initiate civil or criminal proceedings if an investigation discloses violations of law.*fn27 Undoubtedly, the reason for this distinction is to prevent the sterilization of investigations by burdening them with trial-like procedures.
Another type of executive agency which frequently conducts investigations is the presidential commission. Although a survey of these commissions presents no definite pattern of practice, each commission has generally been permitted to adopt whatever rules of procedure seem appropriate to it,*fn28 and it is clear that many of the most famous presidential commissions have adopted rules similar to those governing the proceedings of the Civil Rights Commission.*fn29 For example, the Roberts Commission established in 1941 to ascertain the facts relating to the Japanese attack upon Pearl Harbor, and to determine whether the success of the attack resulted from any derelictions of duty on the part of American military personnel, did not permit any of the parties involved in the investigation to cross-examine other witnesses. In fact, many of the persons whose conduct was being investigated were not represented by counsel and were not present during the interrogation of other witnesses. Hearings before the Joint Committee on the Investigation of the Pearl Harbor Attack, 79th Cong., 1st Sess., pts. 22-25.
Having considered the procedures traditionally followed by executive and legislative investigating agencies, we think it would be profitable at this point to discuss the oldest and, perhaps, the best known of all investigative bodies, the grand jury. It has never been considered necessary to grant a witness summoned before the grand
jury the right to refuse to testify merely because he did not have access to the identity and testimony of prior witnesses. Nor has it ever been considered essential that a person being investigated by the grand jury be permitted to come before that body and cross-examine witnesses who may have accused him of wrongdoing. Undoubtedly, the procedural rights claimed by the respondents have not been extended to grand jury hearings because of the disruptive influence their injection would have on the proceedings, and also because the grand jury merely investigates and reports. It does not try.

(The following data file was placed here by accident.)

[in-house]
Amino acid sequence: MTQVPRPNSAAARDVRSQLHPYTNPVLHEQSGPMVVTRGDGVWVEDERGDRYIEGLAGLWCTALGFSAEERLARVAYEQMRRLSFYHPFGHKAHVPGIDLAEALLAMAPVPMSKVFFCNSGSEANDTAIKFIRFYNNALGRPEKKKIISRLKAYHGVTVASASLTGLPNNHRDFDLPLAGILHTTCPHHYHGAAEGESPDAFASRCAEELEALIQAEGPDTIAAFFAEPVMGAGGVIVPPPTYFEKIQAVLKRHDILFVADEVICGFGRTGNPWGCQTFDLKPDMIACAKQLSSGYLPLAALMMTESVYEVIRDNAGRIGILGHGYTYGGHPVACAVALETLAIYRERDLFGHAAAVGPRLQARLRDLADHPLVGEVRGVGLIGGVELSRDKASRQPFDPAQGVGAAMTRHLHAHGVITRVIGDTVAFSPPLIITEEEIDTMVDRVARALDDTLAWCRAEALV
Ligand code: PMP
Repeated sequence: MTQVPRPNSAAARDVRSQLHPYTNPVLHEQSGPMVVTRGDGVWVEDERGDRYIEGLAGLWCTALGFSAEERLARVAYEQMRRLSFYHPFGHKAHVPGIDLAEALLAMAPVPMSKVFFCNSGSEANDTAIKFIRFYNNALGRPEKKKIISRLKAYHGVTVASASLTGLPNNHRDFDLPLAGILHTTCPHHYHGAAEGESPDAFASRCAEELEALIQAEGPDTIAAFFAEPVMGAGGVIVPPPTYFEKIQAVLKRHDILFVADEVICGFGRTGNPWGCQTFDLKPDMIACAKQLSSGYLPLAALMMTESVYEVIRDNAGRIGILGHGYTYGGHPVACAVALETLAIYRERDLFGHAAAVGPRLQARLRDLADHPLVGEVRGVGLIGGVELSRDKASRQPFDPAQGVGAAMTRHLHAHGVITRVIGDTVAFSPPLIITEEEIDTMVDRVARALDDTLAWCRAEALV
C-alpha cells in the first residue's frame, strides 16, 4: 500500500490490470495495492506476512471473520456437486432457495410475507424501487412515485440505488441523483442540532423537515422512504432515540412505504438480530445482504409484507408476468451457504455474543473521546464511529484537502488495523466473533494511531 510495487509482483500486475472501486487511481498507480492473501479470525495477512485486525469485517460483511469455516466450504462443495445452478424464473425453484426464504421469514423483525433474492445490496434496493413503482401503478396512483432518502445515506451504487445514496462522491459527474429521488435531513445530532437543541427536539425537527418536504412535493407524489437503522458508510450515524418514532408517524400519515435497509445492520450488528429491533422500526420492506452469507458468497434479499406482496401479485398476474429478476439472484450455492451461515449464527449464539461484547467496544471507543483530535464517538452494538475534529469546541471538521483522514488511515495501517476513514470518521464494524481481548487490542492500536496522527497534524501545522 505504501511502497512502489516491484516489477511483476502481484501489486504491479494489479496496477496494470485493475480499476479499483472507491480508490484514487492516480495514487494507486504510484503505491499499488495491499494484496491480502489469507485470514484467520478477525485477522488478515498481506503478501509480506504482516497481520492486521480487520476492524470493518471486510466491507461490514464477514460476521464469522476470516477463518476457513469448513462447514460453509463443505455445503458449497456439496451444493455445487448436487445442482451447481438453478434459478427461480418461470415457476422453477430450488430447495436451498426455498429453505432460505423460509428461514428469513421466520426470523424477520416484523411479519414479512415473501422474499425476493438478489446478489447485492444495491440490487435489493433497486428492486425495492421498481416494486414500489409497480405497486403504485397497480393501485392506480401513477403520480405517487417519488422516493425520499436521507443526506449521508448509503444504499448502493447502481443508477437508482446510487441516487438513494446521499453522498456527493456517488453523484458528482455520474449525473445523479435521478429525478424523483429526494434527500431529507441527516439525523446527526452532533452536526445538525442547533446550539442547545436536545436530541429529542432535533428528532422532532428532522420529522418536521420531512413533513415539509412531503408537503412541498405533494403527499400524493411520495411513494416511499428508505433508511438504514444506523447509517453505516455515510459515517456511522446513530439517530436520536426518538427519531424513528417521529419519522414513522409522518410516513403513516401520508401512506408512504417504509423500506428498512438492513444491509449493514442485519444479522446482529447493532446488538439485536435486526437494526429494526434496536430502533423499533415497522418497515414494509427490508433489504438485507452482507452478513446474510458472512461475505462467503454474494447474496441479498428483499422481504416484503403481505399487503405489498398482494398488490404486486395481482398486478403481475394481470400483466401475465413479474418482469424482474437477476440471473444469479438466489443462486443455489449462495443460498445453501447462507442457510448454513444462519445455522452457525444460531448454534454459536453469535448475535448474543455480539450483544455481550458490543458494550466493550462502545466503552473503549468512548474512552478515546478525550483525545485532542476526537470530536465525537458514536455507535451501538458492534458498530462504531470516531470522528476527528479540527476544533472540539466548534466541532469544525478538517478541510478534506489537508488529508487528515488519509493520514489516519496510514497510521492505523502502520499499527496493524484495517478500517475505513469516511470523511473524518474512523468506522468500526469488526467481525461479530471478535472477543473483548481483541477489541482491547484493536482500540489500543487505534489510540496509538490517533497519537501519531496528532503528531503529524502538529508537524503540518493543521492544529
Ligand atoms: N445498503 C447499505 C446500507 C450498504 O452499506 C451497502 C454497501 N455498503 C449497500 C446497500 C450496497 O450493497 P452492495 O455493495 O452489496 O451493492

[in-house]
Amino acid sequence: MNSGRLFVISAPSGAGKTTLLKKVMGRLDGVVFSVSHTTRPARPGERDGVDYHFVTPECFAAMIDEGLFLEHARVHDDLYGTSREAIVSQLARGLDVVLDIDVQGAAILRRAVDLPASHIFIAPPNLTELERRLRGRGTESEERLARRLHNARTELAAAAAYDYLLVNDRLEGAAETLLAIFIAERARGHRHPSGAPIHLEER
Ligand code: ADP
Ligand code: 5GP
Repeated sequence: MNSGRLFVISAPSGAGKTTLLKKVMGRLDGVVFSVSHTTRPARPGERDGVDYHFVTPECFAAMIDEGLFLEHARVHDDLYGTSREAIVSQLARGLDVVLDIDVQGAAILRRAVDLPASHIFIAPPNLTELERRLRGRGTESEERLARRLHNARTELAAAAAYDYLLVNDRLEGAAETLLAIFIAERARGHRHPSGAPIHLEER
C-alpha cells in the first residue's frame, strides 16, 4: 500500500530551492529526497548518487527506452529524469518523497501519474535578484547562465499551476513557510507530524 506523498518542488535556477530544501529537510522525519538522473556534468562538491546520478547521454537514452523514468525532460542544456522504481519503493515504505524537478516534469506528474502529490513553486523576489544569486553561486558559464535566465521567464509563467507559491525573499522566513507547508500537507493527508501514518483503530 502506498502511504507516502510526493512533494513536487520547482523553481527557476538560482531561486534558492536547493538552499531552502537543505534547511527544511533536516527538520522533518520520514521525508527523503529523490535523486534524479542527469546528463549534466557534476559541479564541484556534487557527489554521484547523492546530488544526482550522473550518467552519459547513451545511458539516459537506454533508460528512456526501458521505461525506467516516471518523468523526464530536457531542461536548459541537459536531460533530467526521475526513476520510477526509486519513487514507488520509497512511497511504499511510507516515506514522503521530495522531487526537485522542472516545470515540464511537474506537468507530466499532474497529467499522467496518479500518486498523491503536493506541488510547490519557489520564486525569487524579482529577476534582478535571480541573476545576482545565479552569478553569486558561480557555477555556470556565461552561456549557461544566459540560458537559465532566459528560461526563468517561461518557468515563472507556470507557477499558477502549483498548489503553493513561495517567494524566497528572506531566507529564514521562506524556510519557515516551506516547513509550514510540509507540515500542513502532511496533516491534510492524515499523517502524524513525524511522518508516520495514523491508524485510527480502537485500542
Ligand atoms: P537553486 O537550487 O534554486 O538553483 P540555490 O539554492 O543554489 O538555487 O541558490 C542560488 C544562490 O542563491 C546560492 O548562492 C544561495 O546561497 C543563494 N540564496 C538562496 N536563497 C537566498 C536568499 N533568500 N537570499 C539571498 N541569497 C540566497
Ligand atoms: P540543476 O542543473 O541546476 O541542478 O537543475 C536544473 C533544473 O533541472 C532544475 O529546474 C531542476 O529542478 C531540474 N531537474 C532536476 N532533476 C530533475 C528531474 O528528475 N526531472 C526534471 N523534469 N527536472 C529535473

We think it is fairly clear from this survey of various phases of governmental investigation that witnesses appearing before investigating agencies, whether legislative, executive, or judicial, have generally not been accorded the rights of apprisal, confrontation, or crossexamination. Although we do not suggest that the grand jury and the congressional investigating committee are identical in all respects to the Civil Rights Commission,*fn30 we mention them, in addition to the executive agencies and commissions created by Congress, to show that the rules of this Commission are not alien to those which have historically governed the procedure of investigations conducted by agencies in the three major branches of our Government. The logic behind this historical practice was recognized and described by Mr. Justice Cardozo's landmark opinion in Norwegian Nitrogen Products Co. v. United States, 288 U.S. 294. In that
case, the Court was concerned with the type of hearing that the Tariff Commission was required to hold when conducting its investigations. Specifically, the Court was asked to decide whether the Tariff Act of 1922, 42 Stat. 858, gave witnesses appearing before the Commission the right to examine confidential information in the Commission files and to cross-examine other witnesses testifying at Commission hearings. Although the Court did not phrase its holding in terms of due process, we think that the following language from Mr. Justice Cardozo's opinion is significant: